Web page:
Algorithms of Inequality: A Talk With Cathy O’Neil


The advantages of diversity in the tech industry have been carefully studied and reported on. Companies that hire women and minorities outperform their competitors and see higher financial returns. New studies, reported on by FastCompany, show that industry leaders are well-aware of the value of diversity. Yet, we aren’t seeing the rush for inclusion that we would expect. Advice for how to increase diversity focuses on things like improving the language of recruitment and creating a more friendly working environment. However, there is a key component of the modern hiring landscape that gets overlooked.

Take a moment to think about what makes a good employee. What qualities do they have? What type of impact do they have on their company?

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Meaningful Media Now


As an organization interested in media impact, our “water cooler” chatter around the office often includes TV series that moved us, games we’re addicted to, and media trends that affect us. Read on to see the meaningful media and cultural phenomenons HI staff has been talking about in July:

  1. Featuring: Pokémon Go
  2. Orange is the New Black and Mother Jones
  3. Male Sexual Assault on Television
  4. YouTube Music      

1. Featured Analysis: Pokémon Go

They’re everywhere. The launch of Pokémon Go, an augmented reality game, has allowed for masses of people to participate in a mutual journey to catch Pokémon. As players vie to “catch em all,” they are instructed to walk around in pursuit of Pokémon. As players roam neighborhoods, they are notified of Pokéstops (areas that provide free items), lures (areas that are drawing Pokémon for 30 minutes), and Pokémon spawning in the area. A GPS tracker calculates steps as players walk. The game is compelling, addicting, and has gone viral since its July 6 release.

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VR: Beyond the Empathy Machine


Virtual reality is in the eye of the beholder. Filmmaker and entrepreneur Chris Milk optimistically calls VR an “empathy machine,” while the Wall Street Journal warns that VR’s “hype is about to come crashing down.” Across this spectrum of opinion, the only thing everyone can agree on is that it’s a newly accessible medium offering novel experiences for audiences.

Do these experiences lead to empathy? If you define empathy as, “knowing and feeling what another person knows and feels,” of course some VR stories do. So do some books, radio programs, and movies – each in their own way. Saying VR is an empathy machine is like saying a paintbrush is an art machine. There are myriad ways to generate aspects of empathy with media, just like there are infinite ways to create forms of art with tools.

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Meaningful Media Now

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As an organization interested in media impact, our “water cooler” chatter around the office often includes TV series and movies that made us think, podcasts that moved us, or video games we are addicted to. Read on to see the meaningful media HI staff has been talking about in March:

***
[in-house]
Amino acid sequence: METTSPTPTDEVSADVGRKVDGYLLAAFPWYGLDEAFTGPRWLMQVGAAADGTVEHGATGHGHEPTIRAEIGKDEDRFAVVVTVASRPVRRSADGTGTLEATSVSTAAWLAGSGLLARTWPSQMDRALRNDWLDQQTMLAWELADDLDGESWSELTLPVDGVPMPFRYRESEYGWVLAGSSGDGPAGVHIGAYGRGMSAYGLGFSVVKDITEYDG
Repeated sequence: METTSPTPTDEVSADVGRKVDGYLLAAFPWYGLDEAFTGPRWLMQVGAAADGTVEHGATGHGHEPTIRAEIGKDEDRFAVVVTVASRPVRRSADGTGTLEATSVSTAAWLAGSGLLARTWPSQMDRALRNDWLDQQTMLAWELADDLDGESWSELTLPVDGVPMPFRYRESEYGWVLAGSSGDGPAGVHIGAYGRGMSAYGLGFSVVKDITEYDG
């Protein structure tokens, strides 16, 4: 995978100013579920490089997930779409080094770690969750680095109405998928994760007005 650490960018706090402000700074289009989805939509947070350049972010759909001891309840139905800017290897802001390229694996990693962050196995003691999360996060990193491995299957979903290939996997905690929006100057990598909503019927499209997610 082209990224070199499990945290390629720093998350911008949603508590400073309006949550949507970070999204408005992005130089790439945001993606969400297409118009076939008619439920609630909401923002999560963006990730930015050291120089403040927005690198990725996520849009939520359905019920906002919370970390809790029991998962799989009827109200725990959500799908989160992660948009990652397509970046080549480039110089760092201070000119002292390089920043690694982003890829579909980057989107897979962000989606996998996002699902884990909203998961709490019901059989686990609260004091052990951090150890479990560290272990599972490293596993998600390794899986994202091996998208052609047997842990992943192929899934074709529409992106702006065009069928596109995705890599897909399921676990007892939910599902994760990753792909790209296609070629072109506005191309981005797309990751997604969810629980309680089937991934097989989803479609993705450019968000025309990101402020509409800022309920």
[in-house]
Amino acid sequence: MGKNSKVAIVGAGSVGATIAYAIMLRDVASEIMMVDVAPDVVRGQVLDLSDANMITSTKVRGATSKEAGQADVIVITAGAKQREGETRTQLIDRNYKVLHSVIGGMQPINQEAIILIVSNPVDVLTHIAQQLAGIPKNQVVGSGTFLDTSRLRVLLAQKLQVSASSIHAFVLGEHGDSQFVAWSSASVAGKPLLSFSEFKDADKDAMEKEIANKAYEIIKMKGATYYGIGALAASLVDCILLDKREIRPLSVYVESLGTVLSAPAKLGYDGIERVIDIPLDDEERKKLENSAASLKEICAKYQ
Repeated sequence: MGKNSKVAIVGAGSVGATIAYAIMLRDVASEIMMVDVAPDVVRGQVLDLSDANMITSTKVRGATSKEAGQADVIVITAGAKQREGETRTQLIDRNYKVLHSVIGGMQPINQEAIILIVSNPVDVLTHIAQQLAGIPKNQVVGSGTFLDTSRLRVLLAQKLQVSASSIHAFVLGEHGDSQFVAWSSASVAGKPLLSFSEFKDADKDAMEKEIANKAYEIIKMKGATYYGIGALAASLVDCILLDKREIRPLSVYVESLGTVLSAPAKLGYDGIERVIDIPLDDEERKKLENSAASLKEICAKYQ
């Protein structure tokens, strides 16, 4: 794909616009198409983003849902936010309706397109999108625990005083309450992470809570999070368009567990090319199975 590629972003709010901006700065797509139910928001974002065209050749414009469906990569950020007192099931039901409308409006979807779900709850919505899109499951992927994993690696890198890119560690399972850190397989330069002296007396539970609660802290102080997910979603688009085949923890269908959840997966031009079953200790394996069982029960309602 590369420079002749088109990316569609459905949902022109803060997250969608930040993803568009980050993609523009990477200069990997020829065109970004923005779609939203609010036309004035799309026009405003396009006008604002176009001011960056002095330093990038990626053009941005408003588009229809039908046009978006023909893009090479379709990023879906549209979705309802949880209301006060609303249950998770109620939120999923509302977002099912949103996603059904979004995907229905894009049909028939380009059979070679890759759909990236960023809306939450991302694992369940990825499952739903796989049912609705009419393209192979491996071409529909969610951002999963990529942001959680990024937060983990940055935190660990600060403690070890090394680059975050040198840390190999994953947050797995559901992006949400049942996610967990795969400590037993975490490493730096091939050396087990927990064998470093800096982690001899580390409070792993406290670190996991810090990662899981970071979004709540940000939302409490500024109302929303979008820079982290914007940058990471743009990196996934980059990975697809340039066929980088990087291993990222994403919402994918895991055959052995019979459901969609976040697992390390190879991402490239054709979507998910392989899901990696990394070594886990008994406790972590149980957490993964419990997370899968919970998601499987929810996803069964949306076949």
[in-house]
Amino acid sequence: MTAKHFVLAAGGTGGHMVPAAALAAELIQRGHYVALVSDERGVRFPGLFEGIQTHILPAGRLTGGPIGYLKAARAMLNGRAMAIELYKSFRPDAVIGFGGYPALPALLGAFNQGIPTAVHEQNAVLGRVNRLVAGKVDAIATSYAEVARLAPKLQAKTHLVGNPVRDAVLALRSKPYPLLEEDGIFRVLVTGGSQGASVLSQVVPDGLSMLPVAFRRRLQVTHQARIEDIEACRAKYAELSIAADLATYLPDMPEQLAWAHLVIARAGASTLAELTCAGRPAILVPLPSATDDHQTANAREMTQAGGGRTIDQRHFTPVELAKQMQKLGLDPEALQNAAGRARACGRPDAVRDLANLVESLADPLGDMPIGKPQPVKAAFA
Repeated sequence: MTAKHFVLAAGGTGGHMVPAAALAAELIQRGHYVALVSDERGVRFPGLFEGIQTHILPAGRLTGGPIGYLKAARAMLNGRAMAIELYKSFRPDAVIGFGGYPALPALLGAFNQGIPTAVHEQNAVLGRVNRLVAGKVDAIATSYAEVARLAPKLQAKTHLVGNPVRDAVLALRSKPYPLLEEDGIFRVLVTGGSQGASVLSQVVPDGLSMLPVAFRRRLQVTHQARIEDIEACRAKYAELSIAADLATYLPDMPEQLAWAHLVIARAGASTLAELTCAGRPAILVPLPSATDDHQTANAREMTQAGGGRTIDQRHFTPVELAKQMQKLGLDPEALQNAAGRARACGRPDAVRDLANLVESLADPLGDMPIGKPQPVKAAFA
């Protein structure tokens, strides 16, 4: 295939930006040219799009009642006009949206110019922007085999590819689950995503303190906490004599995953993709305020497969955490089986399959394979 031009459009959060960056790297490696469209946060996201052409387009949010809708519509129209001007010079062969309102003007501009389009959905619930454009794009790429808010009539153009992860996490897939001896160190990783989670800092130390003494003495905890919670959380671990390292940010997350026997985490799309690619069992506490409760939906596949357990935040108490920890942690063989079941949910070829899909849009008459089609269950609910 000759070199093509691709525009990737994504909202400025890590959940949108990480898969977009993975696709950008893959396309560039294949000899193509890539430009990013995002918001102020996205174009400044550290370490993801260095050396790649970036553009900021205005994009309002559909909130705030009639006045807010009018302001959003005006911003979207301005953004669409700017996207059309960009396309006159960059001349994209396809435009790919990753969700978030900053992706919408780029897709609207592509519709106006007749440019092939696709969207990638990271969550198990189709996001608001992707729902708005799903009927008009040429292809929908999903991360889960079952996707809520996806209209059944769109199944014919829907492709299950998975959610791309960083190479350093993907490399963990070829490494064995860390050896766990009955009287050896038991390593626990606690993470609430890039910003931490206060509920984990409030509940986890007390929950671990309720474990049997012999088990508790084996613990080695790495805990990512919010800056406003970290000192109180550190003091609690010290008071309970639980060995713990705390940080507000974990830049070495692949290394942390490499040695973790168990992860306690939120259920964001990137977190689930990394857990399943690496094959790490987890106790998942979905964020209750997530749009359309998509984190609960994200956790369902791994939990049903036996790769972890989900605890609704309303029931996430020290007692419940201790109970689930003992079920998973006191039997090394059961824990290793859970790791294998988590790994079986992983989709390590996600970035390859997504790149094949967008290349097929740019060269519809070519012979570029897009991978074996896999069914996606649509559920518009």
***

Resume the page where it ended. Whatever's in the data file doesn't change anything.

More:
1. Featuring: Hamilton – History in the Limelight
  2. Freakonomics
  3. Horace and Pete
  4. House of Cards
  5. League of Legends
  6. *Honorable Mention: That Dragon, Cancer and Thank You For Playing

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Virtual reality may foster empathy, but without accomplishing goals


“Virtual reality represents a giant leap forward in mankind’s propensity for compassion. You don’t just walk in someone’s shoes, but see the world through their eyes. In essence, a virtual reality headset is an empathy machine.”– Josh Constine, TechCrunch [1]

Storytellers focused on creating social impact are excited to use new virtual reality technologies to inspire empathy. While we’re also excited, we want to highlight how exactly this might (not) work when it comes to inspiring action. The experience virtual reality creates, even if it fosters empathy, may generate a very different outcome from what storytellers have in mind.

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Making data evocative

Tribeca Film Festival isn’t the first place you’d expect to find an art installation that plays with sensory deprivation, virtual reality, and biometrics, but that’s exactly where the UK-based creative agency Anagram chose for the Stateside debut of their immersive documentary experience, Door into the Dark. Those participating were asked to “replace the visual with the sensual”  by blindfolding themselves, donning heart-rate monitors and headphones that would provide narration as they moved through an unfamiliar, staged environment.  HI joined forces with Tribeca and Anagram to analyze the biometric data collected from participants throughout their avant-garde narrative experience.

In this post, our Director of Design and Technology Clint Beharry and in-house designer Sher Chew chat about their experience creating meaningful visualizations from the biometric data provided by Door into the Dark participants.

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